Need a New Year’s Resolution?
Here’s one: Make time in the New Year to create an estate plan or update the one you already have.
After you have spent time with your family over the holidays, you surely have been thinking about your future and what you want for your family going forward. Don’t let 2018 be another year during which you remain complacent regarding your estate planning—be prepared for all that this year may bring for you and your family.
The following are 8 Tips for Estate Planning in the New Year, courtesy of WealthManagement.com:
1. Write a letter — a letter of instruction, that is. It will provide critical information to your children and other important people in the event of an emergency. Include names and contact information for key advisors, location of key records, how to find passwords, key medical information, key financial information, and other general instructions.
2. Share passwords. These will come in handy in the case of estate planning. Oftentimes, your online passwords can be the key to many important documents or bank accounts that could affect your estate plan.
3. Review your life insurance. Does what you have continue to meet your needs? If so, then terrific; if not, then get more.
4. Take a proper home inventory. To create a successful estate plan, it is important to know all of your valuables and have appraisals completed for any collectibles.
5. Review property casualty insurance. How will you replace home if it burns down?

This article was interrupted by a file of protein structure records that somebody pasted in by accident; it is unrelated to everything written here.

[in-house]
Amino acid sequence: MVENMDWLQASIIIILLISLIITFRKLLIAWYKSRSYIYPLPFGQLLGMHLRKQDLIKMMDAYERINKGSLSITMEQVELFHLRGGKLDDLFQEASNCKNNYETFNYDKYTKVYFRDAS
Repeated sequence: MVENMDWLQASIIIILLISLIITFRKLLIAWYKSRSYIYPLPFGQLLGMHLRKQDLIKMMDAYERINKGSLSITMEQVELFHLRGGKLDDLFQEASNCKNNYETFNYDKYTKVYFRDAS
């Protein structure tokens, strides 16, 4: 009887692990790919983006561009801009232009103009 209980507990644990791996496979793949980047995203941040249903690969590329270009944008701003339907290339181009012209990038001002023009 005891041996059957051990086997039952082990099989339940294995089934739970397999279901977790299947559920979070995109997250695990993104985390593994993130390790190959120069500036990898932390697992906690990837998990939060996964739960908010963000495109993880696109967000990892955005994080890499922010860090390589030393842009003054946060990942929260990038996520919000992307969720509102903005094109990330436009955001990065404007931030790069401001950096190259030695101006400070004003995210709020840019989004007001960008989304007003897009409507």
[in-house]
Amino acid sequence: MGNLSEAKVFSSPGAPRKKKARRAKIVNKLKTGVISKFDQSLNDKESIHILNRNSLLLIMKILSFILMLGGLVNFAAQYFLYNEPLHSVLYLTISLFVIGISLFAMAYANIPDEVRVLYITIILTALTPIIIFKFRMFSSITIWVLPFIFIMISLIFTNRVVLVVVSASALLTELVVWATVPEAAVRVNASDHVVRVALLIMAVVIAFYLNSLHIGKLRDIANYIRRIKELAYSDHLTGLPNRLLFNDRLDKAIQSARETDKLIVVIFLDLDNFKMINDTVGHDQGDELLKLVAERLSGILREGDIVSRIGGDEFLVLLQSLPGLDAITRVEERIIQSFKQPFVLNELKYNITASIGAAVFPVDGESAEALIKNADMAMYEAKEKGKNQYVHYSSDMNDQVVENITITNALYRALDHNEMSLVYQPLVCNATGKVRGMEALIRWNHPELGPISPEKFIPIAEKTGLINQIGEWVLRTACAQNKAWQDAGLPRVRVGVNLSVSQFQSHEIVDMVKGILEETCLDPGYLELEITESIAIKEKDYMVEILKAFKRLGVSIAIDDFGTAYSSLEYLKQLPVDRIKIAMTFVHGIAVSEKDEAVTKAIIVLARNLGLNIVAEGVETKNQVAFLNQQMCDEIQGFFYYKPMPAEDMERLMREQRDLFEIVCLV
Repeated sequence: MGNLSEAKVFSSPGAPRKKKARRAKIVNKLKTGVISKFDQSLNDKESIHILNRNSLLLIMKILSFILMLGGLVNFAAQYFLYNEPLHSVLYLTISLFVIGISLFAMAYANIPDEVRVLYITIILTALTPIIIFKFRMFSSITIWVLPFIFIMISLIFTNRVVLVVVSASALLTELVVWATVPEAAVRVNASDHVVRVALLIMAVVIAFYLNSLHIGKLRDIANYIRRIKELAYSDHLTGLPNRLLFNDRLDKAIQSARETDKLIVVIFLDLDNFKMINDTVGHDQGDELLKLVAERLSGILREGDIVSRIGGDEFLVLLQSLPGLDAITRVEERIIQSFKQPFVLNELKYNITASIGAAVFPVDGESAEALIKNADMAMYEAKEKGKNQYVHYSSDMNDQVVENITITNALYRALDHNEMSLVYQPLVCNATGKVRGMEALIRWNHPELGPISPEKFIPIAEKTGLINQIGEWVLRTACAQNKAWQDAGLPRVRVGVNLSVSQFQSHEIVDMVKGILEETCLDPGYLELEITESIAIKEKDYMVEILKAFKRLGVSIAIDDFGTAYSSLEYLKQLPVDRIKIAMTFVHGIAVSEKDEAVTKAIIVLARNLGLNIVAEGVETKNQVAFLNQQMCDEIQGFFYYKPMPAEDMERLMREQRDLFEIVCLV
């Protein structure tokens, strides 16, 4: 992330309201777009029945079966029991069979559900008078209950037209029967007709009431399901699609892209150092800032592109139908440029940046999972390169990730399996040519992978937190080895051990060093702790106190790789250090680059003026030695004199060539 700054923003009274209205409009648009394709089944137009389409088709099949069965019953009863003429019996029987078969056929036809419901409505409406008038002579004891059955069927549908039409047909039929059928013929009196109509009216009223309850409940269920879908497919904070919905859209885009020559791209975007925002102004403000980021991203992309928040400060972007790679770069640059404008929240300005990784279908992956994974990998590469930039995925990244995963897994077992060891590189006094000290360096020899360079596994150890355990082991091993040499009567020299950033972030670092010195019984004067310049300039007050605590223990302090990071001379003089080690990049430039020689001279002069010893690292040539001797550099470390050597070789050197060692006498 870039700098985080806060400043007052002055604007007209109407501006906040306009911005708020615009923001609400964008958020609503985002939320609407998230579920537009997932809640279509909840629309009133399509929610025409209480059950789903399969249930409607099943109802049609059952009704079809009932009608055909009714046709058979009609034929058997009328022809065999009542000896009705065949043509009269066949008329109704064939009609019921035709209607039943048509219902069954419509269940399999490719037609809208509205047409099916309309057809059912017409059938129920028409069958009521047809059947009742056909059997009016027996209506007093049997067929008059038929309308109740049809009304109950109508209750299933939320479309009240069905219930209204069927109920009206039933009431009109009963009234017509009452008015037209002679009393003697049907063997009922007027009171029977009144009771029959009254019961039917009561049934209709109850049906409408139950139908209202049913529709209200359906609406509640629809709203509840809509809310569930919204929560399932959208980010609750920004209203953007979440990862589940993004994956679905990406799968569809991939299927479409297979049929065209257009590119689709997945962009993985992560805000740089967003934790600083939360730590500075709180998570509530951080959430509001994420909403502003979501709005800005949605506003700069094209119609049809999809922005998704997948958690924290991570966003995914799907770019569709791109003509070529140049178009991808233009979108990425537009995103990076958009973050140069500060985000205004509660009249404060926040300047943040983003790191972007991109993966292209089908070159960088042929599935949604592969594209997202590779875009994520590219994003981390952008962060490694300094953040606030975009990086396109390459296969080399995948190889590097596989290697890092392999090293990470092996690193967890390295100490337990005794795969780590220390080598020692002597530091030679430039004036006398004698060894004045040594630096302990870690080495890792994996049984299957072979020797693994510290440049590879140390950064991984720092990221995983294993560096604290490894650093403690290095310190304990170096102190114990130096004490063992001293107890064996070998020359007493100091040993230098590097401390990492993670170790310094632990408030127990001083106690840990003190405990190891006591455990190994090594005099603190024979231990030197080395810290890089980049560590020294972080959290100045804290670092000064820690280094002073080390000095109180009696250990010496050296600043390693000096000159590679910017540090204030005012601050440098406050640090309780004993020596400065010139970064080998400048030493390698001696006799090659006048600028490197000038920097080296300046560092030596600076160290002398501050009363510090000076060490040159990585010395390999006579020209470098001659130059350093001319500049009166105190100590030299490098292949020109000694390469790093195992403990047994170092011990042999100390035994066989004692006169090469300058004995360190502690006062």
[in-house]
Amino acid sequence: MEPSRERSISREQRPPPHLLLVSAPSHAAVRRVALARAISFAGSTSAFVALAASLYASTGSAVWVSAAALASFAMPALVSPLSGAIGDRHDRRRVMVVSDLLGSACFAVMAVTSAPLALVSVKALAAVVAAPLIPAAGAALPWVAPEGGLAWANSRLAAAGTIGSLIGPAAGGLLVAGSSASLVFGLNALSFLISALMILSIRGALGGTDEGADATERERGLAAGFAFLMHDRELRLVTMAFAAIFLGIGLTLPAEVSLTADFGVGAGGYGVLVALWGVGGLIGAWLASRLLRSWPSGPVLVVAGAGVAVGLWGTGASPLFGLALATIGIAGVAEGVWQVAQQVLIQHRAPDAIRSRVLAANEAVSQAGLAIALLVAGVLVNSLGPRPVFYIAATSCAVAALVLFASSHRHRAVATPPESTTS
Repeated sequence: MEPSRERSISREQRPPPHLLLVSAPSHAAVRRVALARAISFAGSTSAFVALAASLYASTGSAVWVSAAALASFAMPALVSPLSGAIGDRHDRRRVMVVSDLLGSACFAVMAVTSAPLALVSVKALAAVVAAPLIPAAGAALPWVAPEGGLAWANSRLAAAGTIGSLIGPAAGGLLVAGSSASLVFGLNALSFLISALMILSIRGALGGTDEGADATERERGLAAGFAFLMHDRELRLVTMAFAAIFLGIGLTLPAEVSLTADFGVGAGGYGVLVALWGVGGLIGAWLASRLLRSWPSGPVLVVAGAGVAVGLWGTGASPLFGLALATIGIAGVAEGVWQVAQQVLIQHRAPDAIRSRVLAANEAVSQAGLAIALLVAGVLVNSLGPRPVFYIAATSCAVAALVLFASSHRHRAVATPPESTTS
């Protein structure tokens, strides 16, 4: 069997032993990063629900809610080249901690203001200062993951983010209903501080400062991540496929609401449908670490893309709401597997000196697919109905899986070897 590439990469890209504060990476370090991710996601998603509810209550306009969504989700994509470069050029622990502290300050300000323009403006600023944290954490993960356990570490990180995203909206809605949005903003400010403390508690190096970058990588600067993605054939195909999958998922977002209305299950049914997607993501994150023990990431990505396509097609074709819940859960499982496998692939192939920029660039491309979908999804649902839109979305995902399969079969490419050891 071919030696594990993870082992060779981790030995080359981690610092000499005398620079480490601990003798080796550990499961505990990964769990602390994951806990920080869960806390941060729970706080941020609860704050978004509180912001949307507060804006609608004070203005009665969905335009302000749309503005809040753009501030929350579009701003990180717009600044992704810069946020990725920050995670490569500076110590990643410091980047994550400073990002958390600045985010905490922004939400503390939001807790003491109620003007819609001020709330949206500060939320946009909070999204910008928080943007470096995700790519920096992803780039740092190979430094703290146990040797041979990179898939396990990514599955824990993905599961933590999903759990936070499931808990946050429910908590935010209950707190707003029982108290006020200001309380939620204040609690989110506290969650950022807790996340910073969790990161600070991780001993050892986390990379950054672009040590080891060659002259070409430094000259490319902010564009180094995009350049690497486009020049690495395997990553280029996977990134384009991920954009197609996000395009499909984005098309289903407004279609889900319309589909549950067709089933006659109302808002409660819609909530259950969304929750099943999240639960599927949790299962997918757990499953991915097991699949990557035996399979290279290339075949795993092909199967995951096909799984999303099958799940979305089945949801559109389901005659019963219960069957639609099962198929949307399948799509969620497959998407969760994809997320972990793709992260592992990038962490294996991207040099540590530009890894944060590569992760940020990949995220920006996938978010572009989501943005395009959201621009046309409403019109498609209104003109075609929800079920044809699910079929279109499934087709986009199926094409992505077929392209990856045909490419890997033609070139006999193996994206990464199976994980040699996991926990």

6. Update charitable bequests. Just like any other part of your estate plan, your charitable bequests should be updated as you see fit. Does a particular charity still resonate with you?
7. Review beneficiary designations. Assets that pass by beneficiary designation don’t go through probate, but you may not want an 18 year old getting access to, say, life insurance proceeds or retirement plan monies. Better yet, make these payable to a living trust for the benefit of your children so that they’ll be protected from their creditors and predators.
8. Schedule a family meeting. Your estate plan should be shared with your children as soon as they are old enough to understand what you’ve done. Knowledge is power and your children knowing what your estate plan provides will allow them to make wiser decisions when something does happen to you.
In the meantime, we at Hatley Law Group, A P.C. wish you a happy and prosperous New Year!